By Conrad Dudderar
Just like last year’s Yukon senior class – which saw their final high school year abruptly halted in the spring due to COVID-19 – Yukon High School’s Class of 2021 has overcome their share of challenges.
“These kids have had a very interesting senior year,” YHS Principal Melissa Barlow said. “Yet, they’ve prevailed through that and they’ve created their own opportunities.
“They’ve taken the struggles they’ve had and embraced them and made the best of it. That’s going to take them well into the future.”
The YHS Class of 2021 is comprised of 557 seniors who are eligible to graduate during next week’s commencement. The annual YHS Graduation Ceremony will be 7 p.m. Friday, May 21 at Miller Stadium on the school campus, 1777 S Yukon Parkway.
“I think this group of seniors has a special knack for being innovative,” Barlow added. “They’ve taken what the world has handed them and really molded it into their own.”
Leading Yukon’s senior class are three members who will speak at graduation: YHS Class President Cade Pope, YHS Student Council President Rebecca George and Class of 2021 Valedictorian Arysa Puckett.
Besides Rebecca and Arysa, other YHS Class of 2021 valedictorians are: Jeffrey Armstrong, Joclynn Bristow, Greyson Horst, David Lu, Quynh Nguyen, Cassandra Penick, Jerry Richardson, Kathrine Saxton, Lana Sherry, Ella Stanley, Bailee Thompson, and Kaylee Witte.
DRIVEN TO SUCCEED
Cade Pope is especially proud to lead this year’s Miller seniors as their class president.
Three of the students’ four high school years have been interrupted – their freshman year during a teacher “walk-out” and their junior and senior years by extended COVID shutdowns.
“Sophomore year has probably been our only ‘normal’ year of high school,” Cade said. “Our students are driven to succeed given the situation that they’re in.”
During high school, Cade has been involved in the Yukon Student Council, cross country, track, and National Honor Society. He will attend Oklahoma State University majoring in data science.
“I’ve enjoyed all four of my years here at the high school,” the YHS class president added. “It’s probably been the best high school experience I could have asked for – whether it’s for the teachers, the administration or the students.
“Yukon has been a fantastic place to go to high school and I wouldn’t change it for the world.”
‘GREAT GROUP OF KIDS’
As YHS Student Council president, Rebecca George said Yukon’s Class of the 2021 is such a talented group of seniors.
“We have National Merit finalists, we have incredible athletes and incredibly talented fine arts students,” Rebecca said. “It’s just a great group of kids to be around.
“This year, especially, we’ve all been through so much. I think we’ve learned to just love each other and help each other out.”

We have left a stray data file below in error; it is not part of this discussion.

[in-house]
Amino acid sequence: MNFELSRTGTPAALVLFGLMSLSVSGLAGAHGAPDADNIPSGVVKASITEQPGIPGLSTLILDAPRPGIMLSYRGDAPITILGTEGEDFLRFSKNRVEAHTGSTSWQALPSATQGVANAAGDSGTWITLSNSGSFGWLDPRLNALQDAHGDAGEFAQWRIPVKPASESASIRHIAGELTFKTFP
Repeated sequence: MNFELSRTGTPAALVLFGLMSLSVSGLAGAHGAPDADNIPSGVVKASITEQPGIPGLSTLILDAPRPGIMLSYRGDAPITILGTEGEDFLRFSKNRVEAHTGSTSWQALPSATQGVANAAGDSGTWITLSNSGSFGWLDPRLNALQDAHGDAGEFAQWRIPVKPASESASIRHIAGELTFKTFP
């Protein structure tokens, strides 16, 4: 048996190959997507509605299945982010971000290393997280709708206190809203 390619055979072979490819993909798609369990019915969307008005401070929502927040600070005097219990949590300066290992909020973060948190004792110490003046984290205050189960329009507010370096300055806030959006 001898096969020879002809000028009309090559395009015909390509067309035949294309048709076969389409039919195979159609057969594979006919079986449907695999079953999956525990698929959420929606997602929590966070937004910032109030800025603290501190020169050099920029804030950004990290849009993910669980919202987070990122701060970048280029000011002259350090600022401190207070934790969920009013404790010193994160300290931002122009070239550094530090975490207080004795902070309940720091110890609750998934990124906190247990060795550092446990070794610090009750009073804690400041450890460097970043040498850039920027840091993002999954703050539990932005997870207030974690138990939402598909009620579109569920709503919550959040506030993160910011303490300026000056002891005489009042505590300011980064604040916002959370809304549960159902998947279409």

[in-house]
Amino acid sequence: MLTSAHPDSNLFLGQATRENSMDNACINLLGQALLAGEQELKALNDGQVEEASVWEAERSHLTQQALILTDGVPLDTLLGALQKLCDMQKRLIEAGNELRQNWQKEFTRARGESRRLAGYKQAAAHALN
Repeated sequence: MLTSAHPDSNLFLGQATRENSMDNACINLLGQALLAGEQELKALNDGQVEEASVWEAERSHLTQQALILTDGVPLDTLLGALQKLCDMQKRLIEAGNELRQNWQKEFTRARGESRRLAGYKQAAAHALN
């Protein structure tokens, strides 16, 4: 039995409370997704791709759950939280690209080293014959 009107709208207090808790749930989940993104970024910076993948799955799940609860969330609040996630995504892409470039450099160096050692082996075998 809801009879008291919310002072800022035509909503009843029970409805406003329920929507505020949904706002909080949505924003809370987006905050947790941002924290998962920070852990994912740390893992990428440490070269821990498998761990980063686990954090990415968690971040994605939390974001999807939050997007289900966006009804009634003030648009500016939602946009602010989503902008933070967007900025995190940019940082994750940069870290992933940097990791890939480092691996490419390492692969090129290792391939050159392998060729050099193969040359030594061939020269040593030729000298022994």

Besides leading Yukon’s Student Council, Rebecca has an impressive resume from her YHS years.
Her other activities have included Yukon DECA, National Honor Society, Miller Yearbook, Leaders of Tomorrow, Fellowship of Christian Athletes, Infant Crisis Services, among others.
Rebecca will attend the University of Oklahoma, where she will double-major in marketing and accounting. She has been accepted into the OU President’s Leadership Council.
Having attended Yukon Public Schools since pre-kindergarten, Rebecca will graduate with so many great memories here.
“I have met some of the most amazing people,” she shared. “Yukon has done such a good job preparing me for the future, allowing me to make those connections and pushing me to do my best.”
PUSHED TO ‘BE THE BEST’
The YHS Class of 2021 boasts 14 valedictorians, and this talented group chose Arysa Puckett to represent them at the May 21st graduation.
“This year, we’ve really learned how to communicate as a group, because there are so many of us with so many ideas, different thoughts and opinions,” Arysa shared.
“It’s been really incredible to see how we’ve overcome these differences and challenges. It’s really pushed us to be the best that we can be.”
Yukon’s senior class has used its diversity and creativity to plan activities (like Senior Sunrise) to make their final high school year “the best that we can” despite many school events being canceled, she added.
“We’re still very driven to make this year as fun as possible,” Arysa said.
Many Yukon seniors who returned to YHS for in-person instruction have reached out to those friends who remained in quarantine while enrolled in on-line classes.
“Strengthening relationships has been a really big deal this year,” Arysa said.
A theater student at YHS, Arysa has been involved in plays and musicals for the past three years after moving from another school.
“I’ve made so many friends through that, and through AP (Advanced Placement) classes and National Honor Society,” she said. “I’ve been in choir for two years, and that’s been a really great experience.”
Arysa is headed out of state, to attend Colorado State University majoring in ecosystem science and sustainability.